: In respiratory infections, anemia is both a consequence of acute inflammation and a predictor of poor clinical outcomes. There are few studies investigating the role of anemia in COVID-19, suggesting a potential role in predicting disease severity. In this study, we aimed to assess the association between the presence of anemia at admission and incidence of severe disease and death in patients hospitalized for COVID-19. Data from all adult patients admitted for COVID-19 in University Hospital "P. Giaccone" Palermo, and University Hospital of Bari, Italy, were retrospectively collected from 1st of September 2020 to 31 August 2022. The association between anemia (defined as Hb < 13 g/dl and < 12 g/dl in males and females, respectively), in-hospital mortality and severe COVID-19 was tested using a Cox's regression analysis. Severe COVID-19 forms were defined as admission to intensive or sub-intensive care unit or a qSOFAscore ≥ 2 or CURB65scores ≥ 3. p values were calculated using the Student's t test for continuous variables and the Mantel-Haenszel Chi-square test for categorical ones. The association between anemia and the mortality was made using a Cox's regression analysis, adjusted, in two models, for the potential confounders and using a propensity score. Among the 1562 patients included in the analysis, prevalence of anemia was 45.1% (95% CI 43-48%). Patients with anemia were significantly older (p < 0.0001), reported more co-morbidities, and presented higher baseline levels of procalcitonin, CRP, ferritin and IL-6. Overall, the crude incidence of mortality was about four times higher in patients with anemia compared to those without. After adjusting for 17 potential confounders, the presence of anemia significantly increased the risk of death (HR = 2.68; 95% CI: 1.59-4.52) and of risk of severe COVID-19 (OR = 2.31; 95% CI: 1.65-3.24). The propensity score analysis substantially confirmed these analyses. Our study provides evidence that, in patients hospitalized for COVID-19, anemia is both associated with a more pronounced baseline pro-inflammatory profile and higher incidence of in-hospital mortality and severe disease.

Veronese, N., Segala, F.V., Carruba, L., La Carrubba, A., Pollicino, F., Di Franco, G., et al. (2023). Anemia as a risk factor for disease progression in patients admitted for COVID-19: data from a large, multicenter cohort study. SCIENTIFIC REPORTS, 13(1), 9035 [10.1038/s41598-023-36208-y].

Anemia as a risk factor for disease progression in patients admitted for COVID-19: data from a large, multicenter cohort study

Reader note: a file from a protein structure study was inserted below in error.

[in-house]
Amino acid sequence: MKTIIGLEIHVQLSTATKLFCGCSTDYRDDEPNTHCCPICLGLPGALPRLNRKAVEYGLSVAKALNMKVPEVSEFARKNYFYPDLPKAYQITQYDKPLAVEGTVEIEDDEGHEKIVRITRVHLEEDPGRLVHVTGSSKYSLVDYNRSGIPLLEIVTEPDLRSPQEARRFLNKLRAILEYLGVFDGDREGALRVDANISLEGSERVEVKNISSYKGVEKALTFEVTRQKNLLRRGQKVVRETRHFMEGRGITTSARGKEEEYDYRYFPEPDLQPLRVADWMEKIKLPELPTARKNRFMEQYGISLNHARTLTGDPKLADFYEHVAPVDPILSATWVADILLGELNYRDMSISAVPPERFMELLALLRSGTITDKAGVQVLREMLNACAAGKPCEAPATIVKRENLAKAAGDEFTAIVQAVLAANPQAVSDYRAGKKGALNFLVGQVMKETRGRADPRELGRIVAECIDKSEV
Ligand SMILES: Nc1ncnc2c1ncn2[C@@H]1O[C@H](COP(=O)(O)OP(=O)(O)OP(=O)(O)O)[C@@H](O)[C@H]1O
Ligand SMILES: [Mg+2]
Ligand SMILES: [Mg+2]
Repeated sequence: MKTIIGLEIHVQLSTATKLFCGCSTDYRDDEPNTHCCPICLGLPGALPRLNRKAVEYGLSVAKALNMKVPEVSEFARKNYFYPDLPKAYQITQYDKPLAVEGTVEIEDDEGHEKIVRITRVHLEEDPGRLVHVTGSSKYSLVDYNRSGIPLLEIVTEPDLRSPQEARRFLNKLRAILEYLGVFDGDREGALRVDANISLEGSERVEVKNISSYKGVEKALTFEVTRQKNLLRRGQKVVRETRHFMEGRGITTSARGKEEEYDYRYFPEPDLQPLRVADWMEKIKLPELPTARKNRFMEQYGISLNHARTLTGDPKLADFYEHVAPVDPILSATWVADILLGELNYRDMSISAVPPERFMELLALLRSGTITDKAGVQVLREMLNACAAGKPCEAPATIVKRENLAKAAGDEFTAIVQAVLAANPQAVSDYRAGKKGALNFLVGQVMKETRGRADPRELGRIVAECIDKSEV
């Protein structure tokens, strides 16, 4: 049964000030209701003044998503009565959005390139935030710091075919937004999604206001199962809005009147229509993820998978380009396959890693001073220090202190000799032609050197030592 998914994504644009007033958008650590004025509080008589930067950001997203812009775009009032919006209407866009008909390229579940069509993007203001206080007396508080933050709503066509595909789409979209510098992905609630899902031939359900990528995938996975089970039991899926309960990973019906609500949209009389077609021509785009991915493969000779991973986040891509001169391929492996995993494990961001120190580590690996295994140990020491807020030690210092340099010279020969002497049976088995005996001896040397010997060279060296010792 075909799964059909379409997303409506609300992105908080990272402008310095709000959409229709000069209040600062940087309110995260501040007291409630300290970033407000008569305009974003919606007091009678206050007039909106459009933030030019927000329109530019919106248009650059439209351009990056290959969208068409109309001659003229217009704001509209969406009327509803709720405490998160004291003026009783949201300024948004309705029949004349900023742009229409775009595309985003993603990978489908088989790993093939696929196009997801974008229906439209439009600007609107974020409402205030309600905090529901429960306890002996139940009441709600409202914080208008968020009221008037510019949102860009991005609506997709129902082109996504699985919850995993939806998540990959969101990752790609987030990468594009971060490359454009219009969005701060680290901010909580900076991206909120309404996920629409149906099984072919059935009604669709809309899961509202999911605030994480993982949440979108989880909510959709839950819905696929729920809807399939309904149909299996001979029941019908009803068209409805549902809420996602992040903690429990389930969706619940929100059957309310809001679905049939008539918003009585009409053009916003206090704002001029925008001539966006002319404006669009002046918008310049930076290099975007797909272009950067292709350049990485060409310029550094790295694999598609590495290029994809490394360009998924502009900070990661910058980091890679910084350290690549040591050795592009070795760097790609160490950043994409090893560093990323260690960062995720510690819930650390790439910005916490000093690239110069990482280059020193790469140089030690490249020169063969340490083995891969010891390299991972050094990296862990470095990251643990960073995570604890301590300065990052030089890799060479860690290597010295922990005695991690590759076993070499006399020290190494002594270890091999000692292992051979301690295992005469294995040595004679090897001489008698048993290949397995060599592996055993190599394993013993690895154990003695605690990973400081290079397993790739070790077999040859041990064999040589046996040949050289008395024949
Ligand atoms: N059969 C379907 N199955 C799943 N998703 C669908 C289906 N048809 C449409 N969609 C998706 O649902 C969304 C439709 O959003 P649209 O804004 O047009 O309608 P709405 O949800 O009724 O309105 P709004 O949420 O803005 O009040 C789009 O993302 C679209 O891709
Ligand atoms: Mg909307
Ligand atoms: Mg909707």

Veronese, Nicola;Carruba, Luca;La Carrubba, Anna;Pollicino, Francesco;Mansueto, Pasquale;Giannitrapani, Lydia;Barbagallo, Mario;
2023-06-03

Abstract

: In respiratory infections, anemia is both a consequence of acute inflammation and a predictor of poor clinical outcomes. There are few studies investigating the role of anemia in COVID-19, suggesting a potential role in predicting disease severity. In this study, we aimed to assess the association between the presence of anemia at admission and incidence of severe disease and death in patients hospitalized for COVID-19. Data from all adult patients admitted for COVID-19 in University Hospital "P. Giaccone" Palermo, and University Hospital of Bari, Italy, were retrospectively collected from 1st of September 2020 to 31 August 2022. The association between anemia (defined as Hb < 13 g/dl and < 12 g/dl in males and females, respectively), in-hospital mortality and severe COVID-19 was tested using a Cox's regression analysis. Severe COVID-19 forms were defined as admission to intensive or sub-intensive care unit or a qSOFAscore ≥ 2 or CURB65scores ≥ 3. p values were calculated using the Student's t test for continuous variables and the Mantel-Haenszel Chi-square test for categorical ones. The association between anemia and the mortality was made using a Cox's regression analysis, adjusted, in two models, for the potential confounders and using a propensity score. Among the 1562 patients included in the analysis, prevalence of anemia was 45.1% (95% CI 43-48%). Patients with anemia were significantly older (p < 0.0001), reported more co-morbidities, and presented higher baseline levels of procalcitonin, CRP, ferritin and IL-6. Overall, the crude incidence of mortality was about four times higher in patients with anemia compared to those without. After adjusting for 17 potential confounders, the presence of anemia significantly increased the risk of death (HR = 2.68; 95% CI: 1.59-4.52) and of risk of severe COVID-19 (OR = 2.31; 95% CI: 1.65-3.24). The propensity score analysis substantially confirmed these analyses. Our study provides evidence that, in patients hospitalized for COVID-19, anemia is both associated with a more pronounced baseline pro-inflammatory profile and higher incidence of in-hospital mortality and severe disease.
3-giu-2023
Veronese, N., Segala, F.V., Carruba, L., La Carrubba, A., Pollicino, F., Di Franco, G., et al. (2023). Anemia as a risk factor for disease progression in patients admitted for COVID-19: data from a large, multicenter cohort study. SCIENTIFIC REPORTS, 13(1), 9035 [10.1038/s41598-023-36208-y].
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Utilizza questo identificativo per citare o creare un link a questo documento: https://hdl.handle.net/10447/593213
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